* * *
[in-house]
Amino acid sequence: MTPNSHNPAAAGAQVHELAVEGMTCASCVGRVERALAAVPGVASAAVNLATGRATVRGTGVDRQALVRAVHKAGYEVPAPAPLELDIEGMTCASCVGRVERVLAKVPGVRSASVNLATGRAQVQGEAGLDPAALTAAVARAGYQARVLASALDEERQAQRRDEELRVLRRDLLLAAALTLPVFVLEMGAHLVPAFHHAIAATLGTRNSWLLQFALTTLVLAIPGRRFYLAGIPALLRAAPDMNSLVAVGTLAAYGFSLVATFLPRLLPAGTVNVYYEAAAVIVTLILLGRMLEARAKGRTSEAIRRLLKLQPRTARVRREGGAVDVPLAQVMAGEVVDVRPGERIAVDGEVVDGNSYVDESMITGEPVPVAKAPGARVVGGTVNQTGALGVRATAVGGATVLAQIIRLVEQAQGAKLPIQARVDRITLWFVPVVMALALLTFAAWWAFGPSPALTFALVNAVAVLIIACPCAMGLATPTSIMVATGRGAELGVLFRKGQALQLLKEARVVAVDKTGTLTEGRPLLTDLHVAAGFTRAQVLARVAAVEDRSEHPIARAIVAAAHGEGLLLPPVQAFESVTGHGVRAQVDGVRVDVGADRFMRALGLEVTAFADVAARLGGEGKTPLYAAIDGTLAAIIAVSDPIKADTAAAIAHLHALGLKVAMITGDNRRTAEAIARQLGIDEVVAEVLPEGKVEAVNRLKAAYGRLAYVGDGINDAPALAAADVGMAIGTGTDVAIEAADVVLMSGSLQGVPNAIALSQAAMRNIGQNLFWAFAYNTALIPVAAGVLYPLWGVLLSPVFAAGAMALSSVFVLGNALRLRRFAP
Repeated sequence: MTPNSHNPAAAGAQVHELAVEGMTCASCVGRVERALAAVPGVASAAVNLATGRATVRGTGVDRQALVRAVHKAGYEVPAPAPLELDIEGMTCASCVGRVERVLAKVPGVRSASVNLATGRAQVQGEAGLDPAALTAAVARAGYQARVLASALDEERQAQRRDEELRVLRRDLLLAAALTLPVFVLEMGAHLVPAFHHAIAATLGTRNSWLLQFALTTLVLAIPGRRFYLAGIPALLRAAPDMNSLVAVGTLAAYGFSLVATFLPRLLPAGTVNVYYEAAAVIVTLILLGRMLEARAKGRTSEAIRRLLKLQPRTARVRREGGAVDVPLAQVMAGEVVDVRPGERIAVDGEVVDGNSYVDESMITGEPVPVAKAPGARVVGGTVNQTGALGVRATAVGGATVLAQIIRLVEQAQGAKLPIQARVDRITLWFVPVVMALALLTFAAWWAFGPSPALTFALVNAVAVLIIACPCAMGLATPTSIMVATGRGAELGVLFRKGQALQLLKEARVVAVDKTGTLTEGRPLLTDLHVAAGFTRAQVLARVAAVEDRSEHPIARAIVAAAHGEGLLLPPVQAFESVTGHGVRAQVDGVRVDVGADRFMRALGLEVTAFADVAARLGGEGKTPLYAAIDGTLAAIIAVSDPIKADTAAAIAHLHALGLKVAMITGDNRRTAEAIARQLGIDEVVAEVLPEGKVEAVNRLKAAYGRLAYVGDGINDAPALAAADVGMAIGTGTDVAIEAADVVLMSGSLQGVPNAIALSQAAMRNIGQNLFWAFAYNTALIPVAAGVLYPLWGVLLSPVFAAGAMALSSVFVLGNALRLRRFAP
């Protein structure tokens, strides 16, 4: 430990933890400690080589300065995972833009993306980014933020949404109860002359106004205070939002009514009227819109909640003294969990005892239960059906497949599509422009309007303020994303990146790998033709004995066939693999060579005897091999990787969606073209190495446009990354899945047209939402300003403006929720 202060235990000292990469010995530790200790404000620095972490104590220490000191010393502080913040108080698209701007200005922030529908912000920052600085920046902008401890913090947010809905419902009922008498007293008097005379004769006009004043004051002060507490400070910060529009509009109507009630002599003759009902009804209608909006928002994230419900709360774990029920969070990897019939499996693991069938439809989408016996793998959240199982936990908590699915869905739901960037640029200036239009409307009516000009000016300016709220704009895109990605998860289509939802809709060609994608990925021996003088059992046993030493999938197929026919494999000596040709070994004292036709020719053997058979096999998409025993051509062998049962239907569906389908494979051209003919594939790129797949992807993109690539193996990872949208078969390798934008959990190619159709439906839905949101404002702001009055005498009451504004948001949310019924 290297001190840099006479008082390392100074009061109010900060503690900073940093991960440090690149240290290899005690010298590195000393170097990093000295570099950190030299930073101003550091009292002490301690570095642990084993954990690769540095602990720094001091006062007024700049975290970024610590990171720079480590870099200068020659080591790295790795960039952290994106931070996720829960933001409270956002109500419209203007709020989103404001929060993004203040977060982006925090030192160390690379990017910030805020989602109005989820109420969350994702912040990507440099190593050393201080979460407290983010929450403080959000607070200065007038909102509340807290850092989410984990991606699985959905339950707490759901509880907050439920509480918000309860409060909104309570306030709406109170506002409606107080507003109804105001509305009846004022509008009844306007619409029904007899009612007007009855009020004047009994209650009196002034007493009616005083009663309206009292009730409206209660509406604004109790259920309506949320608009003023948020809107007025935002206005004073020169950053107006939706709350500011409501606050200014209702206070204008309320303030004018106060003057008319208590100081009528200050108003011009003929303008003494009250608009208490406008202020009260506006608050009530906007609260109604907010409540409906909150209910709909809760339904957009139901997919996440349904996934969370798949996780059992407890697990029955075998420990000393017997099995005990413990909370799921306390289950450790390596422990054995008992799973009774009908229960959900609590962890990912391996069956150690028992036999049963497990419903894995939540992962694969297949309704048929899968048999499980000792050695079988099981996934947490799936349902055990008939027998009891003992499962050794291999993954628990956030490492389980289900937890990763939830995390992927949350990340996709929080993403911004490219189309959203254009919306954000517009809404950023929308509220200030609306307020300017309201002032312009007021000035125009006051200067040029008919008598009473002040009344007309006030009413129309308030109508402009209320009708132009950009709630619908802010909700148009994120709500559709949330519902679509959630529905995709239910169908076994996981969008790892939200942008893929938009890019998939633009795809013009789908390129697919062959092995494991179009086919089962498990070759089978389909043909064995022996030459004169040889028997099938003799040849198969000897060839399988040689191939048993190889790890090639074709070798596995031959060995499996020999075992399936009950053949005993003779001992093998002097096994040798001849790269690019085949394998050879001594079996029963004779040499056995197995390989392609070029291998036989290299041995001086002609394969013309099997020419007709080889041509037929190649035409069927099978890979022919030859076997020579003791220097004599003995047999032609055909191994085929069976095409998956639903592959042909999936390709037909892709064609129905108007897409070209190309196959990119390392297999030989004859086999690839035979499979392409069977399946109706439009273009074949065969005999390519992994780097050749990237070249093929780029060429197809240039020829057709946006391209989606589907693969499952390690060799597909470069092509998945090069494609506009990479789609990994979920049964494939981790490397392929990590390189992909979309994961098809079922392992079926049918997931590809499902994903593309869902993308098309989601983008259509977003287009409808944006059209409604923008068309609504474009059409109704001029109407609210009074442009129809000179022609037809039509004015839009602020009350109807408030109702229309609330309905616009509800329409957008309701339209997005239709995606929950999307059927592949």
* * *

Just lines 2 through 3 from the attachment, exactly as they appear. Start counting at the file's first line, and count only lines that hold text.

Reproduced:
Amino acid sequence: MTPNSHNPAAAGAQVHELAVEGMTCASCVGRVERALAAVPGVASAAVNLATGRATVRGTGVDRQALVRAVHKAGYEVPAPAPLELDIEGMTCASCVGRVERVLAKVPGVRSASVNLATGRAQVQGEAGLDPAALTAAVARAGYQARVLASALDEERQAQRRDEELRVLRRDLLLAAALTLPVFVLEMGAHLVPAFHHAIAATLGTRNSWLLQFALTTLVLAIPGRRFYLAGIPALLRAAPDMNSLVAVGTLAAYGFSLVATFLPRLLPAGTVNVYYEAAAVIVTLILLGRMLEARAKGRTSEAIRRLLKLQPRTARVRREGGAVDVPLAQVMAGEVVDVRPGERIAVDGEVVDGNSYVDESMITGEPVPVAKAPGARVVGGTVNQTGALGVRATAVGGATVLAQIIRLVEQAQGAKLPIQARVDRITLWFVPVVMALALLTFAAWWAFGPSPALTFALVNAVAVLIIACPCAMGLATPTSIMVATGRGAELGVLFRKGQALQLLKEARVVAVDKTGTLTEGRPLLTDLHVAAGFTRAQVLARVAAVEDRSEHPIARAIVAAAHGEGLLLPPVQAFESVTGHGVRAQVDGVRVDVGADRFMRALGLEVTAFADVAARLGGEGKTPLYAAIDGTLAAIIAVSDPIKADTAAAIAHLHALGLKVAMITGDNRRTAEAIARQLGIDEVVAEVLPEGKVEAVNRLKAAYGRLAYVGDGINDAPALAAADVGMAIGTGTDVAIEAADVVLMSGSLQGVPNAIALSQAAMRNIGQNLFWAFAYNTALIPVAAGVLYPLWGVLLSPVFAAGAMALSSVFVLGNALRLRRFAP
Repeated sequence: MTPNSHNPAAAGAQVHELAVEGMTCASCVGRVERALAAVPGVASAAVNLATGRATVRGTGVDRQALVRAVHKAGYEVPAPAPLELDIEGMTCASCVGRVERVLAKVPGVRSASVNLATGRAQVQGEAGLDPAALTAAVARAGYQARVLASALDEERQAQRRDEELRVLRRDLLLAAALTLPVFVLEMGAHLVPAFHHAIAATLGTRNSWLLQFALTTLVLAIPGRRFYLAGIPALLRAAPDMNSLVAVGTLAAYGFSLVATFLPRLLPAGTVNVYYEAAAVIVTLILLGRMLEARAKGRTSEAIRRLLKLQPRTARVRREGGAVDVPLAQVMAGEVVDVRPGERIAVDGEVVDGNSYVDESMITGEPVPVAKAPGARVVGGTVNQTGALGVRATAVGGATVLAQIIRLVEQAQGAKLPIQARVDRITLWFVPVVMALALLTFAAWWAFGPSPALTFALVNAVAVLIIACPCAMGLATPTSIMVATGRGAELGVLFRKGQALQLLKEARVVAVDKTGTLTEGRPLLTDLHVAAGFTRAQVLARVAAVEDRSEHPIARAIVAAAHGEGLLLPPVQAFESVTGHGVRAQVDGVRVDVGADRFMRALGLEVTAFADVAARLGGEGKTPLYAAIDGTLAAIIAVSDPIKADTAAAIAHLHALGLKVAMITGDNRRTAEAIARQLGIDEVVAEVLPEGKVEAVNRLKAAYGRLAYVGDGINDAPALAAADVGMAIGTGTDVAIEAADVVLMSGSLQGVPNAIALSQAAMRNIGQNLFWAFAYNTALIPVAAGVLYPLWGVLLSPVFAAGAMALSSVFVLGNALRLRRFAP